Food and mail
On Saturday, letter carriers across San Luis Obispo County will be collecting food while delivering the mail.
They will be helping us fight hunger by making it easy for you to donate food for those in need.
All you have to do is leave the food where your mailbox is on Saturday.
Never miss a local story.
It’s the 20th anniversary of “Stamp Out Hunger,” sponsored by the National Association of Letter Carriers. The Food Bank will distribute the food to sites in your community as needed over the next few months.
You can make a difference in the lives of those suffering due to a lack of healthy food — one in seven of us — children, seniors and families.
Let’s all thank our letter carriers for their hard work every day and especially for their extra efforts Saturday. We also thank you for responding to the letter carriers’ invitation to help those in need.
Remember to put a bag of nonperishable, nutritious food by your mailbox — no glass containers, please — and you’ll bring great encouragement and hope to those who need it. Your letter carrier and the Food Bank Coalition will do the rest.
Food Bank Coalition of San Luis Obispo County
It’s easy to report the San Luis Obispo Police Officers’ Association’s attempt to block the proposed measure on pension reform and binding arbitration is a legal issue, but it’s a political issue.
The union wants the democratic process to be subject to binding arbitration. In other words, the union doesn’t want to allow the people to vote unless the union or an outside arbitrator says they can. In essence, the union is trying to turn democracy on its head.
The union wants the people and City Council to be subject to the union instead of the union and council being subject to the people. Why is that? It’s because the union is concerned about what the people will decide.
The union attorney makes it clear she assumes the ballot measures will pass, saying the union “will have no independent right to challenge the ballot measure after it passes.” She doesn’t write “if it passes.” She writes “after it passes.”
By proposing a ballot measure, the City Council is letting the people decide. Too bad the police union doesn’t share this sentiment.
San Luis Obispo
Work off debt
Regarding a recent news story about overpayments made by the Internal Revenue Service: The IRS did what?
Fifteen years ago, I put in for an $89 refund after my divorce. Got the envelope, opened it and found a six-figure bill due in 30 days. For three years, they made my life a living hell, and yet today, with the wonderful world of computers, jailbirds make money.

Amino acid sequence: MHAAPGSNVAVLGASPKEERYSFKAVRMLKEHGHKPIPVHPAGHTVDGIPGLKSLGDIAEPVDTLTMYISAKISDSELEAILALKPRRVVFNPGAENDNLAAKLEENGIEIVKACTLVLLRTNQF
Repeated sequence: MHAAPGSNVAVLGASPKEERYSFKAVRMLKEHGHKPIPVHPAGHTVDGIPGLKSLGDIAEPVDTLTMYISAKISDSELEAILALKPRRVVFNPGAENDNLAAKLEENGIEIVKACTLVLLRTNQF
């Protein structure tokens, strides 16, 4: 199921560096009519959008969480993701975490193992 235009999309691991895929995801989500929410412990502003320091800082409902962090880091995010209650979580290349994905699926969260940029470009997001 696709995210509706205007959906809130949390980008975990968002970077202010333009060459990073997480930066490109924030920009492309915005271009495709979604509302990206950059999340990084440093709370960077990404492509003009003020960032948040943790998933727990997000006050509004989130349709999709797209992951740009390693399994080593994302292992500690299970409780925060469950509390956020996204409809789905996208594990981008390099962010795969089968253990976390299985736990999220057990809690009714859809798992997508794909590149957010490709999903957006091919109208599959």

This country is getting fat, deaf and blind due to modern technology. They need to hire some of our huge numbers of unemployed to prevent these mistakes.
Jailbirds should be working off their debt to society on a chain gang. They should work and sweat. Our roads would be better and look nicer, and our national parks wouldn’t have to close. Ask Arizona how they do it. They don’t have many repeat offenders.
Two Sunday articles
Again, on Sunday, May 8, this newspaper puts on the front page two articles of political opinion not supported by the truth or the facts.
First, the question to the Michelle Magees of the world is: Why not have the thoughts expressed in the article and the actions prior to creating family?
Her thoughts and desires are laudable, but the opinions expressed in the article are misleading and are why society is tired of supporting those who choose not to be responsible. Her quest, like too many others, is inhibited by her lack of personal responsibility.
The second article is the diatribe by Kevin G. Hall. The conventional views of liberals who write such drivel is we do not tax enough and we don’t spend enough of others’ money.
We do not have a revenue problem; we have a spending problem. Oh, by the way, 51 percent of all pay no federal tax at all. Is this a taxing problem or what?
Diablo built tough
Since the earthquake in Japan, newspapers and TV are full of information about the Diablo Canyon nuclear power plant, insinuating that Diablo has a problem. One geologist said that there might be blind faults in addition to the known faults. Sounds like a political guess.
The quality of construction at Diablo is above average and is designed to withstand a 7.5-magnitude earthquake or the possibility of a nuclear problem from within. It was built to meet the high standard for nuclear plants and then rebuilt for the 7.5-magnitude earthquake.
Some of the changes were unbelievable. Several thousand construction personnel working countless hours every day for more than five years made Diablo strong and safer.
The first prime contractor was Guy Atkinson, then Foley, then Bechtel, the biggest in the world. I have worked for all of them over a period of 15 years. I was able to advance from worker to construction superintendent.
PG&E personnel decided on jobs, scheduling and priorities. Our job was to make it happen. PG&E spared nothing in its funding of material, labor and safety to make Diablo a safe nuclear plant.
One last fact is that Diablo is 85 feet above sea level, making it tsunami safe.
A few weeks ago, I attended a performance of the opera “The Barber of Seville,” put on by Opera San Luis Obispo. It was a wonderful experience to hear such beautiful voices coupled with talented acting, including some local performers.
I’m wondering why The Tribune never did a review of the opera. After all, Opera San Luis Obispo is a local group and should be acknowledged for putting on this enjoyable performance.
Editor’s note: A cover feature on Opera SLO’s “The Barber of Seville” ran in The Tribune’s Ticket section on March 31. The production had a two-day run immediately following the issue, and Ticket does not run reviews of such shows after they have ended.